BOS said this description of the current situation in Sweden’s gambling market was one in which “the government is quite alone.”
Indeed, BOS added, the claim is based only on data gathered up until 2021, and “it is unfortunate that the state has not produced more recent data than this” and that it “has not taken on board new data presented by actors other than the state.”
A report recently produced by BOS, for example, showed that far from its stated target of 90%, the channelisation rate in Sweden was in fact around 77% up until March 2023.
“It is a channelisation rate that testifies that the Swedish licensed market is in a very serious situation,” BOS added.
That report also showed that in the online casino vertical specifically, the figures were even more stark, with a channelisation rate of just 72%.
“That in such a situation there is no room for measures that further damage channelisation – which a tax increase on gambling does – should be obvious,” BOS added.
In its own recommendation to the government, BOS pointed to a previous report from consulting firm Copenhagen Economics, which suggested an optimal tax rate for Sweden’s gambling market of 15-20%.
Any tax rate above 20% would lead to decreased channelisation and a resultant decrease in overall tax revenue, it suggested.
“There is no reason to believe that the state can now, compared to the years before the Swedish re-regulation of the gambling market, be able to deviate from the presented tax range without damaging the licensed market.
“On the contrary, today’s critically low channelisation bears witness that the tax in this sensitive situation should under no circumstances be increased.
“Instead, the government and the Riksdag should urgently devote themselves to reforms that strengthen channelisation,” BOS concluded.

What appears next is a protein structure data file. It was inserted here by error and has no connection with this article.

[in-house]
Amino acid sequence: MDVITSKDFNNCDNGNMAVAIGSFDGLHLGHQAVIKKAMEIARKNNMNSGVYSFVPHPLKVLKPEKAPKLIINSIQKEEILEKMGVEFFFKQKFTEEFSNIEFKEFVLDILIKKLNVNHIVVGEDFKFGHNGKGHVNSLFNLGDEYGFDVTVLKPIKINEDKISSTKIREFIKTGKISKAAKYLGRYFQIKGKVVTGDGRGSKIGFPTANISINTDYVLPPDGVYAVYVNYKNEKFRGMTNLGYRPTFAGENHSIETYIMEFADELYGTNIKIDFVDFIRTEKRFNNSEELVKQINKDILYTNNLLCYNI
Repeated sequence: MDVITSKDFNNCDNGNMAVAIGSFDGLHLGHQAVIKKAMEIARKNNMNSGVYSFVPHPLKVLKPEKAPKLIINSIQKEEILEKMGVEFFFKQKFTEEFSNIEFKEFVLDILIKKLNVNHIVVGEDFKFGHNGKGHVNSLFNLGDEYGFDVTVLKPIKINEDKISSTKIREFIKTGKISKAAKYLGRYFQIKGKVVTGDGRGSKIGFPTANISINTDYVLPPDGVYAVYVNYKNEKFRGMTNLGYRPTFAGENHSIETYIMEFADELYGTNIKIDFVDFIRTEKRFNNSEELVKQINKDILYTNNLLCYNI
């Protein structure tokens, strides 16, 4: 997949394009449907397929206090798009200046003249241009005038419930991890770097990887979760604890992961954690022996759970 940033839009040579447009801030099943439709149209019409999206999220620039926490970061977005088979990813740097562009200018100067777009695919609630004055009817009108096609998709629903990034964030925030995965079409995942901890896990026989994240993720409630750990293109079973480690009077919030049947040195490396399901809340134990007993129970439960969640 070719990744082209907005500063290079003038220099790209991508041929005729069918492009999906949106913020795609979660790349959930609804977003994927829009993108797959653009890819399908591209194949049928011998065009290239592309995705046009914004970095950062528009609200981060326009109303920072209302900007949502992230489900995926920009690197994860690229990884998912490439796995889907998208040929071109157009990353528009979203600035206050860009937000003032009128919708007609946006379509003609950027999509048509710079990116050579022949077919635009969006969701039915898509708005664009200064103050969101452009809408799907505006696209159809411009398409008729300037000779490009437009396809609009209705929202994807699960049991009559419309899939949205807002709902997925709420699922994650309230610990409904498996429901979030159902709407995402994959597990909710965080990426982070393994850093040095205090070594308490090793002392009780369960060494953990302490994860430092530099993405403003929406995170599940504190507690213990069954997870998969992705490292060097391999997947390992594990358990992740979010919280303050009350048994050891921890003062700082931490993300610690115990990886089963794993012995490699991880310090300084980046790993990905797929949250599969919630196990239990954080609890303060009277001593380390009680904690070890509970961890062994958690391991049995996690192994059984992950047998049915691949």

Sweden’s government has proposed an increase in the rate of gaming tax paid by licensed operators from 18% of GGR to 22%.
Proposed tax hike
The proposal was put forward by the Swedish government in its 2024 budget proposition on 20 September.
According to the government proposal, previous research suggested that a tax rate of “just over 20%” could be considered compatible with Sweden’s goal to achieve channelisation of more than 90%.
The current tax rate of 18% of GGR was introduced in 2019 as part of the re-regulation of Sweden’s gambling market.
At that time, according to the government, “a lower tax level was proposed for precautionary reasons.”
Since then, the proposal said, “the gambling market has stabilised and channelisation has increased significantly. In addition, measures have been taken to exclude unlicensed gambling from the Swedish market,” it added.
Therefore, the government suggested, “the reasons for caution when setting the tax level should not be as strong now as during the re-regulation.”
The proposed increase was judged by the government to be a suitable level to strengthen its tax income, “without it leading to too great an impact on the companies and the size of the tax base.”